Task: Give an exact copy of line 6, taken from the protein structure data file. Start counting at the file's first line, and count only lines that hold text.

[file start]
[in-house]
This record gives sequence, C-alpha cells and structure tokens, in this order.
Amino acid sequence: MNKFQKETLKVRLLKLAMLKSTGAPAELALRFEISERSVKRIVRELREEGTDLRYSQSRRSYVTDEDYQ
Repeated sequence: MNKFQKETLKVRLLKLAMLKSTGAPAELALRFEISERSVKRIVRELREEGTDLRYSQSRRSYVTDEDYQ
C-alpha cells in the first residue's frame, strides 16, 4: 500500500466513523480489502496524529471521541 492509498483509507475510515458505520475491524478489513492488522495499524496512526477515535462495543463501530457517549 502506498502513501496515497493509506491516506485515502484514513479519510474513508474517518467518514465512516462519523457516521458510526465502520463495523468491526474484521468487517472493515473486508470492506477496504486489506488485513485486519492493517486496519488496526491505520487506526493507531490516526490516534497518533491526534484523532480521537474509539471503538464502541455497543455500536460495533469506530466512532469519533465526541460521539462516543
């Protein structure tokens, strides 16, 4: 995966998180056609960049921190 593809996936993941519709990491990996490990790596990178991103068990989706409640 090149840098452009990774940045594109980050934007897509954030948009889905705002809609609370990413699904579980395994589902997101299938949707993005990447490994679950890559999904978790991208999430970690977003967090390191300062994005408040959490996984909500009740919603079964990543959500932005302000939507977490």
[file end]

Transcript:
């Protein structure tokens, strides 16, 4: 995966998180056609960049921190 593809996936993941519709990491990996490990790596990178991103068990989706409640 090149840098452009990774940045594109980050934007897509954030948009889905705002809609609370990413699904579980395994589902997101299938949707993005990447490994679950890559999904978790991208999430970690977003967090390191300062994005408040959490996984909500009740919603079964990543959500932005302000939507977490």